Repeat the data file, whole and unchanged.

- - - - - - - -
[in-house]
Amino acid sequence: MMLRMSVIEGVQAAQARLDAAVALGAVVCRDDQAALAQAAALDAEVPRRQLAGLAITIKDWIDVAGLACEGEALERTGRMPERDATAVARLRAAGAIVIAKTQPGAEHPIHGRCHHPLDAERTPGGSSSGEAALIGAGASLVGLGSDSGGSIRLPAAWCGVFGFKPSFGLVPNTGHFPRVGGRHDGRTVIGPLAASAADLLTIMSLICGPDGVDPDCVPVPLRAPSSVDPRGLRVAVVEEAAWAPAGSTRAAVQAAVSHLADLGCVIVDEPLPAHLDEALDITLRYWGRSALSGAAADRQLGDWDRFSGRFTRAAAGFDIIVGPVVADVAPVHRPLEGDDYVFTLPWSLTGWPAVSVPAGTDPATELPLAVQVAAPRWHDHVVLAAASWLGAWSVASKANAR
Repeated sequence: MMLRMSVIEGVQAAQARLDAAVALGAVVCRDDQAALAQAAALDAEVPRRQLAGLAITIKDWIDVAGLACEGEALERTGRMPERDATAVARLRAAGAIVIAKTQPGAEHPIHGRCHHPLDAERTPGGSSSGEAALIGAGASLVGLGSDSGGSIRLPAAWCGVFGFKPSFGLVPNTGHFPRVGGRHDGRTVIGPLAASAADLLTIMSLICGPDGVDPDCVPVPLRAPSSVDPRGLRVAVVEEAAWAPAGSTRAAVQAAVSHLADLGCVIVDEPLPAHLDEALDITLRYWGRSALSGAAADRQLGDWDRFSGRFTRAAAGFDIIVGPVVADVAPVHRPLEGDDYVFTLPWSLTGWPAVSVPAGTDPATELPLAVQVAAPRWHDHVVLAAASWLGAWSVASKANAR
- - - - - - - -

[in-house]
Amino acid sequence: MMLRMSVIEGVQAAQARLDAAVALGAVVCRDDQAALAQAAALDAEVPRRQLAGLAITIKDWIDVAGLACEGEALERTGRMPERDATAVARLRAAGAIVIAKTQPGAEHPIHGRCHHPLDAERTPGGSSSGEAALIGAGASLVGLGSDSGGSIRLPAAWCGVFGFKPSFGLVPNTGHFPRVGGRHDGRTVIGPLAASAADLLTIMSLICGPDGVDPDCVPVPLRAPSSVDPRGLRVAVVEEAAWAPAGSTRAAVQAAVSHLADLGCVIVDEPLPAHLDEALDITLRYWGRSALSGAAADRQLGDWDRFSGRFTRAAAGFDIIVGPVVADVAPVHRPLEGDDYVFTLPWSLTGWPAVSVPAGTDPATELPLAVQVAAPRWHDHVVLAAASWLGAWSVASKANAR
Repeated sequence: MMLRMSVIEGVQAAQARLDAAVALGAVVCRDDQAALAQAAALDAEVPRRQLAGLAITIKDWIDVAGLACEGEALERTGRMPERDATAVARLRAAGAIVIAKTQPGAEHPIHGRCHHPLDAERTPGGSSSGEAALIGAGASLVGLGSDSGGSIRLPAAWCGVFGFKPSFGLVPNTGHFPRVGGRHDGRTVIGPLAASAADLLTIMSLICGPDGVDPDCVPVPLRAPSSVDPRGLRVAVVEEAAWAPAGSTRAAVQAAVSHLADLGCVIVDEPLPAHLDEALDITLRYWGRSALSGAAADRQLGDWDRFSGRFTRAAAGFDIIVGPVVADVAPVHRPLEGDDYVFTLPWSLTGWPAVSVPAGTDPATELPLAVQVAAPRWHDHVVLAAASWLGAWSVASKANAR